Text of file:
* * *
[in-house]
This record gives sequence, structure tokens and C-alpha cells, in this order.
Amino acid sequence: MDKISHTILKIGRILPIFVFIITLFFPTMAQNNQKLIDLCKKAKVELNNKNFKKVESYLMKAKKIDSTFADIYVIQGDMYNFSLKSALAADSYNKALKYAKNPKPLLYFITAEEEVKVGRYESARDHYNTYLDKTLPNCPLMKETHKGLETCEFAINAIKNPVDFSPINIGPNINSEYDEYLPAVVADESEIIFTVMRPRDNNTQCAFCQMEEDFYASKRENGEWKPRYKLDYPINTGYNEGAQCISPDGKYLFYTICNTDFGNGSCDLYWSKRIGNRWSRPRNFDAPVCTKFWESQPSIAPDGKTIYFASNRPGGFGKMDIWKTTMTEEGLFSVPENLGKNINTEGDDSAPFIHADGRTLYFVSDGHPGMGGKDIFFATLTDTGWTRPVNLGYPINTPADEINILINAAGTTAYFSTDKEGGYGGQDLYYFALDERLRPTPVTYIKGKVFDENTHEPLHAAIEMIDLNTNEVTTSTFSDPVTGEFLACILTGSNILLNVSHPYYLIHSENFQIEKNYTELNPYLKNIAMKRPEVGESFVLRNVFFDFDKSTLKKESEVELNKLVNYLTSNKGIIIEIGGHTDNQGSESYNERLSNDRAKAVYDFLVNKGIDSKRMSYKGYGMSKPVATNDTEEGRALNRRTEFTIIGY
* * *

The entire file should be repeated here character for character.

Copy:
[in-house]
This record gives sequence, structure tokens and C-alpha cells, in this order.
Amino acid sequence: MDKISHTILKIGRILPIFVFIITLFFPTMAQNNQKLIDLCKKAKVELNNKNFKKVESYLMKAKKIDSTFADIYVIQGDMYNFSLKSALAADSYNKALKYAKNPKPLLYFITAEEEVKVGRYESARDHYNTYLDKTLPNCPLMKETHKGLETCEFAINAIKNPVDFSPINIGPNINSEYDEYLPAVVADESEIIFTVMRPRDNNTQCAFCQMEEDFYASKRENGEWKPRYKLDYPINTGYNEGAQCISPDGKYLFYTICNTDFGNGSCDLYWSKRIGNRWSRPRNFDAPVCTKFWESQPSIAPDGKTIYFASNRPGGFGKMDIWKTTMTEEGLFSVPENLGKNINTEGDDSAPFIHADGRTLYFVSDGHPGMGGKDIFFATLTDTGWTRPVNLGYPINTPADEINILINAAGTTAYFSTDKEGGYGGQDLYYFALDERLRPTPVTYIKGKVFDENTHEPLHAAIEMIDLNTNEVTTSTFSDPVTGEFLACILTGSNILLNVSHPYYLIHSENFQIEKNYTELNPYLKNIAMKRPEVGESFVLRNVFFDFDKSTLKKESEVELNKLVNYLTSNKGIIIEIGGHTDNQGSESYNERLSNDRAKAVYDFLVNKGIDSKRMSYKGYGMSKPVATNDTEEGRALNRRTEFTIIGY